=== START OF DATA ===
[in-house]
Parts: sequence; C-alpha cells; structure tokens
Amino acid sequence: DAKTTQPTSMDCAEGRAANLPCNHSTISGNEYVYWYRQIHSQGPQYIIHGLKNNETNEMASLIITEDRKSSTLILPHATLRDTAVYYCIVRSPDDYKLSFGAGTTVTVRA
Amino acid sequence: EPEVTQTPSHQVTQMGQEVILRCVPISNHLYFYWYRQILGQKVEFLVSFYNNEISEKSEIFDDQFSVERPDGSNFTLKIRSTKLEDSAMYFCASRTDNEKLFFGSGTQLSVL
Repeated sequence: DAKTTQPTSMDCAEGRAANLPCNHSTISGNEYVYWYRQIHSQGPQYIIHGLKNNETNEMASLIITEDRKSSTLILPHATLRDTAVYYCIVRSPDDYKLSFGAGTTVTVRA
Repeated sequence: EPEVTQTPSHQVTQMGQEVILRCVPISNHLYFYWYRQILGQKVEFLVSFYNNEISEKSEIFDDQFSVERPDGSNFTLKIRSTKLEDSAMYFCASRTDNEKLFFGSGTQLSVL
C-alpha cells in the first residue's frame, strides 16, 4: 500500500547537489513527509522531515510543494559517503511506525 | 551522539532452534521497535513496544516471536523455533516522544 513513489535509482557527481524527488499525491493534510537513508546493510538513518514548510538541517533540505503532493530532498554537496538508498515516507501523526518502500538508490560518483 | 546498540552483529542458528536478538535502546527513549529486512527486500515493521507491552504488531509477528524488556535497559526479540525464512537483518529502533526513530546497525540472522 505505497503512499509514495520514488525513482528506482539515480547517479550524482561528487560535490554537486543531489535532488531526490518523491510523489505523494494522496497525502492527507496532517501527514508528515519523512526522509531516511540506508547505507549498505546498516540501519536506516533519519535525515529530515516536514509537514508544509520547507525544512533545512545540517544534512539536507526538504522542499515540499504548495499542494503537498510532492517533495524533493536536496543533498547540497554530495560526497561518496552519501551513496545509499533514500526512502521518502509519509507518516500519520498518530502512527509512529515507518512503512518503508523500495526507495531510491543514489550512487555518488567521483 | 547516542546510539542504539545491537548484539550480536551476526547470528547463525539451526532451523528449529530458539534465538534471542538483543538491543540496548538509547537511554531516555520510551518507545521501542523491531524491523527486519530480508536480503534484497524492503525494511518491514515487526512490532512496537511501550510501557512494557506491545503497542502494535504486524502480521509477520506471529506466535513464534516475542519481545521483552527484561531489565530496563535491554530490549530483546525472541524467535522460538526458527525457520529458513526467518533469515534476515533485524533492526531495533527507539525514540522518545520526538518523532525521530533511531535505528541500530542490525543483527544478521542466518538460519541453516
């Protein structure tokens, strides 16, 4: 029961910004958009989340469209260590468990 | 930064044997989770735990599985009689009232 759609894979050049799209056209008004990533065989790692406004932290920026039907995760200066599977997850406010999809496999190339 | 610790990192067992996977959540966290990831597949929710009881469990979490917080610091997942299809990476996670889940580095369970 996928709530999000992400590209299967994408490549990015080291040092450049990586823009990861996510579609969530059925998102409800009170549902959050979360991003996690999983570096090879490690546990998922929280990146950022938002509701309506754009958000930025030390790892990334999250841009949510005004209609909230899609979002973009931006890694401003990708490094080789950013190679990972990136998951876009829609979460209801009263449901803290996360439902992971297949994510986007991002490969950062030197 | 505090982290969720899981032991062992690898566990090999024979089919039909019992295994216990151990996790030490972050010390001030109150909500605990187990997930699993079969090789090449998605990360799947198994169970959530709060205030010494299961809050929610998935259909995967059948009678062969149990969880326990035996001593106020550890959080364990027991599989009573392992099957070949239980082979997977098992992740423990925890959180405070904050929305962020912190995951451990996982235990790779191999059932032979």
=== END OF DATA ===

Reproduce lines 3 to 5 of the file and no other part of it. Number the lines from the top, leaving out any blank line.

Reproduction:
Amino acid sequence: DAKTTQPTSMDCAEGRAANLPCNHSTISGNEYVYWYRQIHSQGPQYIIHGLKNNETNEMASLIITEDRKSSTLILPHATLRDTAVYYCIVRSPDDYKLSFGAGTTVTVRA
Amino acid sequence: EPEVTQTPSHQVTQMGQEVILRCVPISNHLYFYWYRQILGQKVEFLVSFYNNEISEKSEIFDDQFSVERPDGSNFTLKIRSTKLEDSAMYFCASRTDNEKLFFGSGTQLSVL
Repeated sequence: DAKTTQPTSMDCAEGRAANLPCNHSTISGNEYVYWYRQIHSQGPQYIIHGLKNNETNEMASLIITEDRKSSTLILPHATLRDTAVYYCIVRSPDDYKLSFGAGTTVTVRA